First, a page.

A few years before, there was another attempt, the campaign of 1993 which had the University of Concepción as its official sponsor. At that time, José Antonio Viera-Gallo was a congressional representative for the city of Concepción and got in contact with the people in that university's Spanish department (a group who were mostly "Parrians"). "The problem in those years is that Parra hadn't published a "Complete Works" in Spanish, unlike now. And though he was known in some academic environments in the US, his work had not been fully translated into English, French and Swedish. And when it was translated, it was rather intermittent, when there should be a certain continuity in that." explains Viera-Gallo.

What he remembers most from this instance is that they began to see the first signals of support from Parra's fans. Graffiti and flyers appeared in the streets of Santiago, something that has been maintained until today - near Parra's house in La Reina and in other places as well, it's common to see references like The Nobel for Parra!. This campaign, happily, was coming from his staunchest fans. The people who read Parra, but not from the academy.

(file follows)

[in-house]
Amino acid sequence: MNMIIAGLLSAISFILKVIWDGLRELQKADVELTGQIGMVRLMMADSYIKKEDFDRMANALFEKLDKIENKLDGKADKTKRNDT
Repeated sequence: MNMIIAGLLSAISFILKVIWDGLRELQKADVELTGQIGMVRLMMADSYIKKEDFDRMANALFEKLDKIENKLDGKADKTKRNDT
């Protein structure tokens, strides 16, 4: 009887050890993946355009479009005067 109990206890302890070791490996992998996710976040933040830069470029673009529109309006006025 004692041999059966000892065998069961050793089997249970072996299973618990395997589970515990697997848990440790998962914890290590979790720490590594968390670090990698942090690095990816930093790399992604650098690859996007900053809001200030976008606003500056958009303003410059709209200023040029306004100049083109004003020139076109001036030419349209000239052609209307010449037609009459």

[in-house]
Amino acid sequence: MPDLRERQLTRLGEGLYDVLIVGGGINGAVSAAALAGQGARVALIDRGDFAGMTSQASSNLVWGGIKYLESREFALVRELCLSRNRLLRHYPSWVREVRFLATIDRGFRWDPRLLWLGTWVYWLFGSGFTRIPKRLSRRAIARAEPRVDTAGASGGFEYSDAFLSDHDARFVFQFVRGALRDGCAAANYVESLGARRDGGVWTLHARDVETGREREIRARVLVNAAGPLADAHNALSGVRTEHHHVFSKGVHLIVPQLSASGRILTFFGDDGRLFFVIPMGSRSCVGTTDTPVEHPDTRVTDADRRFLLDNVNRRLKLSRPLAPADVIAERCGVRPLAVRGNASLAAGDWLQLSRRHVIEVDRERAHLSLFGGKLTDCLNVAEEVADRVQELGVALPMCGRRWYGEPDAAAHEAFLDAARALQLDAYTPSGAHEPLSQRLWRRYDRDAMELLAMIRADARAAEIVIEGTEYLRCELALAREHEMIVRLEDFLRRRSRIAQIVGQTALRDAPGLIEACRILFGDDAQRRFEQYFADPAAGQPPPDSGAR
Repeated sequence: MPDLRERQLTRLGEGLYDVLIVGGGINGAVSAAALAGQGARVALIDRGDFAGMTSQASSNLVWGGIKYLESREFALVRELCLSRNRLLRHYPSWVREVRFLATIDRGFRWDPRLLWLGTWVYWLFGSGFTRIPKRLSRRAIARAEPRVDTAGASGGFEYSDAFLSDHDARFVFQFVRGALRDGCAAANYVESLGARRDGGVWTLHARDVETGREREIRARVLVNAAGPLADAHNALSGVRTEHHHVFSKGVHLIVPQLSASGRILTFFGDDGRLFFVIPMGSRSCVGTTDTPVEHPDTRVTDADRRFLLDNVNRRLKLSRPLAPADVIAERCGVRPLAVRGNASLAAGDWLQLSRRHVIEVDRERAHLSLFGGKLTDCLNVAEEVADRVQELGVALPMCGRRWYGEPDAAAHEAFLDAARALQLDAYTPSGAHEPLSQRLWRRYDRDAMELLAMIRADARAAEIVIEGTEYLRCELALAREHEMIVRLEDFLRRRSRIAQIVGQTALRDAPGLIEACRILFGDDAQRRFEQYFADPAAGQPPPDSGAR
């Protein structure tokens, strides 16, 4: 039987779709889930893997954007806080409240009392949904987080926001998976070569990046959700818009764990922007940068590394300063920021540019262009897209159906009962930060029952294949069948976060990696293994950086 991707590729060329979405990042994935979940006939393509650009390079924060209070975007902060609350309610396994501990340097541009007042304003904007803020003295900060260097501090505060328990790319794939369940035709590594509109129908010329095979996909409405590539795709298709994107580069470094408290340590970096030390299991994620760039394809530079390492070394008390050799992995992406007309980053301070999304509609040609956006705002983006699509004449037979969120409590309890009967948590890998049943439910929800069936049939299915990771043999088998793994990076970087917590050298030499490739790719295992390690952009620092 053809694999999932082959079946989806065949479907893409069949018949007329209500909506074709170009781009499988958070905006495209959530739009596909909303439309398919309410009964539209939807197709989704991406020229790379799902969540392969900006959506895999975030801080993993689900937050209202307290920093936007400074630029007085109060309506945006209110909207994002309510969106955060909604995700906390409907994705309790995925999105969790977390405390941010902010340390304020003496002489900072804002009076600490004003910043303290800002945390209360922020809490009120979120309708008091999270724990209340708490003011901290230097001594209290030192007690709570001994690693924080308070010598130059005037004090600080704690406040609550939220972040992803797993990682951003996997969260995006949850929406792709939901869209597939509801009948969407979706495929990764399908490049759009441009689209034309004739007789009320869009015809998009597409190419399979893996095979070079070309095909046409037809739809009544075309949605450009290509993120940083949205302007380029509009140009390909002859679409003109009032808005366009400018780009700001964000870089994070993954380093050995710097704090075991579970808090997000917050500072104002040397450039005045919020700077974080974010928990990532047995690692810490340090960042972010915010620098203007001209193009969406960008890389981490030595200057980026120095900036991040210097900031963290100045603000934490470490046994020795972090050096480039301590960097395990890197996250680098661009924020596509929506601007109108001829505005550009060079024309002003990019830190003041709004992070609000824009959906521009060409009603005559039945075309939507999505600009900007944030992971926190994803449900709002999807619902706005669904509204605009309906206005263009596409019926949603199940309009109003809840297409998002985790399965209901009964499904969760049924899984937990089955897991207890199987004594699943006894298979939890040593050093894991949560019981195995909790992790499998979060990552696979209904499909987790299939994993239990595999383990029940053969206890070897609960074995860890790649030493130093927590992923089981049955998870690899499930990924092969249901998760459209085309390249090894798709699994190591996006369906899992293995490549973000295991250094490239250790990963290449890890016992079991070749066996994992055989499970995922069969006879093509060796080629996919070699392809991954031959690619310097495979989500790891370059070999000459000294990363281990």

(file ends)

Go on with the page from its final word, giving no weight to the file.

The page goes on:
[... in 2001 there was another campaign...] "The people of the Academy are quite distrustful. They didn't approach us at all," remembers Viera-Gallo, who in 2001 was the senator from Concepción and also the most active politician in the campaign. "What they did recommend to us with this: to have the collected works translated into Swedish. And it also wouldn't be a bad idea to have Parra give a reading in Stockholm."

[...About the Nobel,] "Parra just laughs, he takes it seriously and also not so much," says the journalist Lerzundi. "The last time that I saw him, when I asked him if he was thinking about the Nobel, he answered no, but he was working on his "Stockholm Speech" just in case." Some even joke that the anti-poet should put out a book that collects just his poems and other writings about why they should give him, or why they haven't given him, the Nobel prize. "It's a distracted prize [??]. There have been great moments of sudden attention, but Parra is in good company: Borges, Kafka, Joyce, Rulfo" says Ortega. "The only constant about the Nobel is its capacity to surprise. The Swedes do that with great success."